‘Chock-full of thrills!’
Creature with the Atom Brain is a 1955 science fiction crime horror film about a mad scientist who uses ‘zombies’ to aid a gangster.
Directed by Edward L. Cahn (The Four Skulls of Jonathan Drake; Curse of the Faceless Man; It! The Terror from Beyond Space; Invasion of the Saucer Men; Zombies of Mora Tau; Voodoo Woman; The She-Creature) from a story and screenplay by Curt Siodmak (Donovan’s Brain; I Walked with a Zombie; The Wolf Man).
Executive produced by Sam Katzman [uncredited] (The Giant Claw; The Man Who Turned to Stone; The Werewolf and many others).
Invisible Invaders (1959) uses the same basic concept although, in the latter film, invading aliens inhabit reanimated bodies.
The Clover Productions movie stars Richard Denning, Angela Stevens, S. John Launer, Michael Granger, Gregory Gaye and Linda Bennett.
“Oh, but it’s all in good fun and at 69 minutes the film’s flaws are far from fatal. And when the dead are sent out against the forces of the law in the final reel one can’t help but flash on Night of the Living Dead and appreciate the cinematic lineage… Arbogast on Film
“The sixty-nine minute running time flies by in Cahn’s tightly paced narrative which dispenses with static talking headshots in favor of scenes where the characters are filmed in real-time, either standing, pacing or sitting – with no edits. The futuristic concept of using nuclear energy to create synthetic brains is also an unexpected concept for a 1950s B-movie.” Cinema Sojourns
“Edward L. Cahn wasn’t really a great director, but he could do all right if he was given the right story, and I think this one was right for him; the movie manages to deliver some thrills despite the general cheapness of the production and a sense that it was made mostly by people primarily interested in pulling in a paycheck.” Fantastic Movie Musings and Ramblings
“Creature with the Atom Brain is efficiently made, although the low-budget gets in the way of making a terribly interesting film […] Edward L. Cahn at least keeps the talkiness moving with a snappy pace, while Curt Siodmak writes the scientific doublespeak in a way that almost sounds halfway convincing.” Moria
“The final battle of cops vs. zombies is fairly risible, especially when the zombies don’t even react when hit by grenades that act more like smoke bombs. Still, I must admit that the key idea of invulnerable dead men shambling their way through troops has been a fantasy strongly nurtured by the zombie-film genre, so Creature deserves a few points for being among the first cinematic articulations of the idea.” Naturalistic! Uncanny! Marvelous!
“It really isn’t horror. Instead, it is one of the minor SF films of the era – although it also flirts with being a bit of crime drama as well (which, after all, was one of the other genres Cahn often contributed to). Nor does it aspire to the heights of absurdity of some of Cahn’s other films – like Invasion of the Saucer Men, whose aliens are dissolved by hot rod headlights.” Rivets on the Poster
“The mix of poverty row noir and mad scientist in Creature gives it a kind of movie plausibility at the most basic level…” Rough Cut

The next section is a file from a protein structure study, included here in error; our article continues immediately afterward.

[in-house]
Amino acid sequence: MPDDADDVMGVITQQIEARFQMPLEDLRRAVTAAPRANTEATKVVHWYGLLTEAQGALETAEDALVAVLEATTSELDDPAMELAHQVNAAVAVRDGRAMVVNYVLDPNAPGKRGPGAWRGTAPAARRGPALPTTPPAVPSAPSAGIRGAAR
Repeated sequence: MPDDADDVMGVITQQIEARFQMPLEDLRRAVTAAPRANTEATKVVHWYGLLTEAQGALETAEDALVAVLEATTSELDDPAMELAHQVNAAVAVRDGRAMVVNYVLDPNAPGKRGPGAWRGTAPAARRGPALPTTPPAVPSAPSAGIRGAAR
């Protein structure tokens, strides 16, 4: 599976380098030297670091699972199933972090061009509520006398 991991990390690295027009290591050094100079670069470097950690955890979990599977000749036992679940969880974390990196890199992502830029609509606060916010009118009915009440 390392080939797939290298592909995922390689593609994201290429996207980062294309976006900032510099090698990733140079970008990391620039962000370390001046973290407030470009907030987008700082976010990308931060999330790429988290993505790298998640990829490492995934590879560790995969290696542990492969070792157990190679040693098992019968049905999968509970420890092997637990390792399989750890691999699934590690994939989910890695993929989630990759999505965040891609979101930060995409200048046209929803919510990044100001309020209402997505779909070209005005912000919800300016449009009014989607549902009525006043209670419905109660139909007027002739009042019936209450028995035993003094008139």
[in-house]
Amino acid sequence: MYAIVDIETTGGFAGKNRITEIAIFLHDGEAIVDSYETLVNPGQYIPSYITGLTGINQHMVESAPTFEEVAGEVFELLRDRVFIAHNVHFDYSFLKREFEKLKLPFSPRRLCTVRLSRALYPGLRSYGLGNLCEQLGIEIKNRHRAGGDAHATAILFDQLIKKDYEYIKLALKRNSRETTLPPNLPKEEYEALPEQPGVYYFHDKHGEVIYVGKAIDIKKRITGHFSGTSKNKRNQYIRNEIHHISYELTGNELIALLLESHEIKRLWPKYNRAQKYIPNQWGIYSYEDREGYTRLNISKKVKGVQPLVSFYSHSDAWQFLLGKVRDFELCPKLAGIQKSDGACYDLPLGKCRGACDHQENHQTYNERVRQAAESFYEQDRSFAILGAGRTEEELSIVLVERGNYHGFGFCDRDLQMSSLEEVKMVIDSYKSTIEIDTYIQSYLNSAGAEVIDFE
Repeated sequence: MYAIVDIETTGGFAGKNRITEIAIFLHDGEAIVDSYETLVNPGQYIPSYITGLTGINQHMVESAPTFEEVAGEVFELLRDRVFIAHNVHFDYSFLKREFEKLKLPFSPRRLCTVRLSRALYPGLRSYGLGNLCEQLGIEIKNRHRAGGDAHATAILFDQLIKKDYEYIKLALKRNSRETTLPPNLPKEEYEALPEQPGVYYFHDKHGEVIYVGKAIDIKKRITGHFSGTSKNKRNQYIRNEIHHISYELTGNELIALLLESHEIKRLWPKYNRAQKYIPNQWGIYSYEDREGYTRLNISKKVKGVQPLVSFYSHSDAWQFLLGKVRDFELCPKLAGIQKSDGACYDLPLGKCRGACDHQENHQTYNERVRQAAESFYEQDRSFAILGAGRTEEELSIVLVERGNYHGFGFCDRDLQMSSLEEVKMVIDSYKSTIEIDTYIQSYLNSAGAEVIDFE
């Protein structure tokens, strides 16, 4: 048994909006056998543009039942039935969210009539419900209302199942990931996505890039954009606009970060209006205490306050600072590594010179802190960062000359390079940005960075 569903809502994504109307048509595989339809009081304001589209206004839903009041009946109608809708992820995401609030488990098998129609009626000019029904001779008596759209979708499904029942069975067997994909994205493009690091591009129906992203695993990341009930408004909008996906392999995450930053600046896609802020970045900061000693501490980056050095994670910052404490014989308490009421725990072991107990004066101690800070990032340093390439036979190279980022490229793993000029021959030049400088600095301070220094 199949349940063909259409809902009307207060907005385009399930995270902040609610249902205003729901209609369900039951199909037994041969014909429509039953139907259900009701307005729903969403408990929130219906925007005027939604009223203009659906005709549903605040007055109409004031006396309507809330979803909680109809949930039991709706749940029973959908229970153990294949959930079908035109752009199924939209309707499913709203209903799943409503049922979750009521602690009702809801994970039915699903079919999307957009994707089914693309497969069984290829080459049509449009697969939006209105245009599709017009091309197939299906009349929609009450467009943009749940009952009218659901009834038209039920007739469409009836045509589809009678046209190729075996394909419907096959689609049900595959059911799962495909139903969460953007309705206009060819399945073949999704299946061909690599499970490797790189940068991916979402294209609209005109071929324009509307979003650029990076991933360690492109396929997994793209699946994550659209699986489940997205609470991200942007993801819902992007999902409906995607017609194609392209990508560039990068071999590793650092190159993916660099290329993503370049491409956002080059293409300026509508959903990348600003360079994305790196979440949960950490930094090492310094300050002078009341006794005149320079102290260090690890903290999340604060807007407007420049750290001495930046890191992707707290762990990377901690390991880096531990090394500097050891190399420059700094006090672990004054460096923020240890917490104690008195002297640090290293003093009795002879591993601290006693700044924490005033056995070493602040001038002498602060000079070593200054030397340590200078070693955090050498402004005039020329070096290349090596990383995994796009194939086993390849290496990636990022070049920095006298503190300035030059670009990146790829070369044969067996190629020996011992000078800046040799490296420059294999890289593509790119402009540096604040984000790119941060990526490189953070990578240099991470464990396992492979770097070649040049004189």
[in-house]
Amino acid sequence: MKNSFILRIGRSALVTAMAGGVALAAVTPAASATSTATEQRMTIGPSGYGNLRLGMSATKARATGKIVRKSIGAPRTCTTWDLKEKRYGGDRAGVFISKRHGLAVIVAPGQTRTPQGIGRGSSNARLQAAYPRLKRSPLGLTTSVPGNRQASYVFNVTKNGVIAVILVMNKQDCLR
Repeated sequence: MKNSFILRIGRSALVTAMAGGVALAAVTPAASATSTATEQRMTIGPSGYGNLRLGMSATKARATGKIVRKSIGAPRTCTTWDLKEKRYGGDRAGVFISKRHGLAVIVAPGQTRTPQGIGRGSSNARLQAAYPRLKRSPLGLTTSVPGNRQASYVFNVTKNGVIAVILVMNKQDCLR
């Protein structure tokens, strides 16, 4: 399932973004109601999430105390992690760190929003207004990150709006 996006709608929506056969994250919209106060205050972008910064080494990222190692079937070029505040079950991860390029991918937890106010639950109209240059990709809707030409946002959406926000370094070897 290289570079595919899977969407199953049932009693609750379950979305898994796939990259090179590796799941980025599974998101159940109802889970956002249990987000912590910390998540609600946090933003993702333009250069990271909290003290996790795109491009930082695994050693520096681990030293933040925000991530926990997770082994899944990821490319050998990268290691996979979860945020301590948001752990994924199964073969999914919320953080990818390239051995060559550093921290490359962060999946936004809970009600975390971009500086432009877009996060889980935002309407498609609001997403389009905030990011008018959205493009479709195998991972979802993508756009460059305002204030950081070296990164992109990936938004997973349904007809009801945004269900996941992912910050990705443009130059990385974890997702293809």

“It is very competently, if unimaginatively filmed, and with the exception of Richard Denning, the cast is as bland as a tuna sandwich. Nevertheless, I enjoyed it. It moves along at a good pace, and is short enough for one to forgive its inadequacies. It’s a fun, middle-of-the-road fifties exploitation flick.” Scifist
” …it’s solidly directed by veteran Edward L. Cahn, and likewise solidly scripted by Curt Siodmak, another genre veteran, while the ensemble cast ably carry the thing. That said, sure, the science part of science fiction is very far-fetched, and in terms of spectacle the film might be a bit underwhelming, but as a genre thriller with shades of paranoia, this works as a very entertaining time capsule nevertheless.” Search My Trash
“Good ’50s fun abounds, with all the twisted gender ideology and antiseptic social ideals that that implies, packed in a tightly-wrought action film with strong (if entertainingly dated) conceptual support”. Peter Dendle, The Zombie Movie Encyclopedia
“The only time my wife talks is when I’m ready to go to sleep.”
“Smash up that car. Smash it up.”
Cast and characters:
Richard Denning … Doctor Chet Walker
Angela Stevens … Joyce Walker
S. John Launer … Police Captain Dave Harris
Michael Granger … Frank Buchanan
Gregory Gaye … Doctor Wilhelm Steigg
Linda Bennett … Penny Walker
Tristram Coffin … District Attorney MacGraw
Harry Lauter … First Reporter
Larry J. Blake … Second Reporter
Charles Evans … Police Chief Camden
Pierre Watkin … Mayor Bremer
Warner Brothers Ranch, Verdugo Ave. and Pass Avenue, Burbank, California
1 hour 9 minutes
Creature with the Atom Brain was released in the USA by Columbia Pictures as the supporting feature for It Came from Beneath the Sea.
Creature with the Atom Brain was reportedly one of the first films to use squibs to simulate gunshot wounds. It was also banned in Sweden and Finland when it was first released.
Pop culture influence:
Creature with the Atom Brain is a Belgian alternative rock band formed in Antwerp in 2004. The band’s name is taken from a Roky Erickson & The Aliens song (which in turn was taken from the 1955 film).